Amini’s death has incited international outcry from both governmental agencies, human rights activists and feminist associations. The hashtag #MahsaAmini began trending on Twitter, with reportedly more than two million mentions. The governments of the US and France have publicly condemned the abuse of human rights leading to Amini’s death. Agencies such as Acting UN High Commissioner for Human Rights, Human Rights Activists News Agency and Amnesty Iran began moblizing and calling for impartial, prompt and transparent investigations as well as accessible justice procedures for Amini’s family.
On the other hand, Iranian authorities reacted by cracking down on demonstrators and shutting down internet access on Sept. 23 in parts of Tehran and Kurdistan to curb the ever louder protests. Denying allegations over violent abuse and claiming Amini died of a pre-existing medical condition, Iranian authorities have released no footage or witness accounts from her time in detention; their claims of Amini’s previous conditions of diabetes, epilepsy and a previous brain tumor operation were debunked by her family, who argued that Amini was in perfect health.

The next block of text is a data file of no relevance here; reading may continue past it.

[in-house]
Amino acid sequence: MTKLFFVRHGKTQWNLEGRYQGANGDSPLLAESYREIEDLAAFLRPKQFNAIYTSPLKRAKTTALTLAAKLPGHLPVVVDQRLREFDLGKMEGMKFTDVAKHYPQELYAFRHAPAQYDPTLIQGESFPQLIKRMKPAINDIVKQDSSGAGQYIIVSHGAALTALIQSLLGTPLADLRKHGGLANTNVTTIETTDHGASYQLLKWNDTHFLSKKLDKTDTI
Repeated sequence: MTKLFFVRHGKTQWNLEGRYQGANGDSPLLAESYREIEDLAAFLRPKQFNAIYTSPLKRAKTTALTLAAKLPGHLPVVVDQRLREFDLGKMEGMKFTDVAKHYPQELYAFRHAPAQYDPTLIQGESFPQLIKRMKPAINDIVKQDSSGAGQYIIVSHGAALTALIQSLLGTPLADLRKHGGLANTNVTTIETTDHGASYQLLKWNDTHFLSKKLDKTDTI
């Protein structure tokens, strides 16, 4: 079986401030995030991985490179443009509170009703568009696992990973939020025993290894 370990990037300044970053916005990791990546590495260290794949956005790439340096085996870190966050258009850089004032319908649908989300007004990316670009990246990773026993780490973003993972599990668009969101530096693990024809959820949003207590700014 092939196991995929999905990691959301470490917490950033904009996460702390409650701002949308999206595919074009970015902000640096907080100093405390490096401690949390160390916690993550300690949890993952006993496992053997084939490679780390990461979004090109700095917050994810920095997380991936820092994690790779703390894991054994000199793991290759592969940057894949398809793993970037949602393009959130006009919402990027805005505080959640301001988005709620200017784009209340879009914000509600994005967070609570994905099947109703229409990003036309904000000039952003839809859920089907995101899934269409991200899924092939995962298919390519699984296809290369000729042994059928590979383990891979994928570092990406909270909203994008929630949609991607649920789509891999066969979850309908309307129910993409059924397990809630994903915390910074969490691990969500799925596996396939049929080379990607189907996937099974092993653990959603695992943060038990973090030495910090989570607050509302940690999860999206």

“She did not have epilepsy, nor heart disease … The video they showed from the detention center was also edited … Why didn’t they show the footage when they took my daughter out of the van? Why didn’t they show what happened in the corridors of the detention center? It was psychologically stressful for her and it is the police that are responsible for this disaster,” said Amini’s father to Ham-Mihan newspaper.
The police responded to the outrage and accusations against them. “Cowardly accusations have been leveled against the police, which we will defer to the day of judgment, but is it possible to shut down the society’s security?” asked Brigadier-General Hossein Rahimi, Tehran’s police chief, during a press conference on Monday, Sept. 19.
Besides taking action on the judiciary and parliament, President Ebrahim Raisi has ordered an investigation and called Amini’s family on Sunday, Sept 18, promising results. “Your daughter is like my own daughter,” said President Ebrahim Raisi to Amini’s family.
In another conference, President Raisi argued that Iran must "deal decisively with those who oppose the country's security and tranquility", according to state media.
The Iranian state TV has reported at least 35 deaths among clashes between protesters and the police. On Thursday, Sept 22, reports shed light on protesters torching police stations and vehicles across the country, with women resorting to the streets and the internet, burning their headscarves and cutting their hair. The situation continues to gain momentum as mass protests broke out across the world, including locations such as Germany, Greece, Italy, Spain, Lebanon, Turkey, Canada and the United States.